In the industrial age, automation came for the shoemaker and the seamstress. Today, it has come for the writer, physician, programmer, and attorney.
Literary Theory for Robots reveals the hidden history of modern machine intelligence, taking readers on a spellbinding journey from medieval Arabic philosophy to visions of a universal language, past Hollywood fiction factories and missile defense systems trained on Russian folktales. In this provocative reflection on the shared pasts of literature and computer science, former Microsoft engineer and professor of comparative literature Dennis Yi Tenen provides crucial context for recent developments in AI, which holds important lessons for the future of humans living with smart technology.
Intelligence expressed through technology should not be mistaken for a magical genie, capable of self-directed thought or action. Rather, in highly original and effervescent prose with a generous dose of wit, Yi Tenen asks us to read past the artifice—to better perceive the mechanics of collaborative work. Something as simple as a spell-checker or a grammar-correction tool, embedded in every word-processor, represents the culmination of a shared human effort, spanning centuries.
Smart tools, like dictionaries and grammar books, have always accompanied the act of writing, thinking, and communicating. That these paper machines are now automated does not bring them to life. Nor can we cede agency over the creative process. With its masterful blend of history, technology, and philosophy, Yi Tenen’s work ultimately urges us to view AI as a matter of labor history, celebrating the long-standing cooperation between authors and engineers.
About the Author
Dennis Yi Tenen is an associate professor of English and comparative literature at Columbia University. Originally a software engineer at Microsoft, Tenen is now an affiliate at Columbia’s Data Science Institute. He lives in New York City.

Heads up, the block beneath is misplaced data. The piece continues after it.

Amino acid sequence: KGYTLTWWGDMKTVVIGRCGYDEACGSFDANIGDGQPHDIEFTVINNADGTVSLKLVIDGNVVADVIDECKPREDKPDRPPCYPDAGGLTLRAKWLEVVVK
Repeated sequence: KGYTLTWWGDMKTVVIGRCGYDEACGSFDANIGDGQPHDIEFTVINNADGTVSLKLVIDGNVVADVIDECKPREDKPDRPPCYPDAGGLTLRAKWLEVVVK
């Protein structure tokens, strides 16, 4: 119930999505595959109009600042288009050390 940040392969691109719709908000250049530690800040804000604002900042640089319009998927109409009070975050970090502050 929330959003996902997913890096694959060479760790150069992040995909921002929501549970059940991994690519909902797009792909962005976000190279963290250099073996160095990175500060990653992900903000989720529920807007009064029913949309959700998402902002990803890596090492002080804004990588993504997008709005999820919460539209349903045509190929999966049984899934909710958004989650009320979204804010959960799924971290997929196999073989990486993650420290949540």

Intriguing. . .Yi Tenen, stirring some wit and anecdotes into the story, sets out the material in non-technical terms, making for an entertaining, informative read. An eclectic and erudite tale of how wide-eyed visions become smart, interactive tools. — Kirkus
Reading this book is like taking a walk in a literary forest. You will see up close trees whose names you never knew and discover paths that lead your mind in new directions. Tenen guides us along the way, by putting in historical context how machines started out as voracious readers and emerged as creative writers. — Jeannette M. Wing, Professor of Computer Science at Columbia University
Literary Theory for Robots is many things—brainy, chatty, charming, disarming—but, above all, it is great fun to read. Dennis Yi Tenen’s cast of ‘lovely weirdos’ and their wheels, charts, templates, schemas, and links will stay with me for a long time. So will his insistence that intelligence is a social and collective phenomenon, one whose history reveals the human presence behind every machine.
— Merve Emre, author of The Personality Brokers: The Strange History of Myers-Briggs and the Birth of Personality Testing
Literary Theory for Robots serves as an alternative to the breathless utopian or apocalyptic hallucinations of the tech bros funding the AI revolution, instead offering a highly relatable perspective on thinking machines grounded in history, literature, and lived human experience. Tenen shows that truly understanding the future of our digital augmentation depends not on more STEM but on more liberal arts. This book will be remembered as the moment thinking people realized how to raise better robots: read them good stories.
— Douglas Rushkoff, author of Survival of the Richest: Escape Fantasies of the Tech Billionaires